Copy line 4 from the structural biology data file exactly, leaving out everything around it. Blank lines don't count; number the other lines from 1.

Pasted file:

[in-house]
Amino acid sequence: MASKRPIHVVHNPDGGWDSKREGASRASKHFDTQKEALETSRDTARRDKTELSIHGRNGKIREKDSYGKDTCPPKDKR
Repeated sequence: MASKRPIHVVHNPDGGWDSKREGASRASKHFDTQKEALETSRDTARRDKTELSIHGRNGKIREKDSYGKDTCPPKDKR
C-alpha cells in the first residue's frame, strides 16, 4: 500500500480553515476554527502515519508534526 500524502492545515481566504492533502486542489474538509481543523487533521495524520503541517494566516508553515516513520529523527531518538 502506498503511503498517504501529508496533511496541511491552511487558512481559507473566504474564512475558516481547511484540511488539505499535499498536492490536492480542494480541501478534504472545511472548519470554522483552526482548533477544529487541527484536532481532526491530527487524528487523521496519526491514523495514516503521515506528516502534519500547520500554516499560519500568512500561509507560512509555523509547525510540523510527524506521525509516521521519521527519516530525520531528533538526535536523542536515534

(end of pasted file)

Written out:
C-alpha cells in the first residue's frame, strides 16, 4: 500500500480553515476554527502515519508534526 500524502492545515481566504492533502486542489474538509481543523487533521495524520503541517494566516508553515516513520529523527531518538 502506498503511503498517504501529508496533511496541511491552511487558512481559507473566504474564512475558516481547511484540511488539505499535499498536492490536492480542494480541501478534504472545511472548519470554522483552526482548533477544529487541527484536532481532526491530527487524528487523521496519526491514523495514516503521515506528516502534519500547520500554516499560519500568512500561509507560512509555523509547525510540523510527524506521525509516521521519521527519516530525520531528533538526535536523542536515534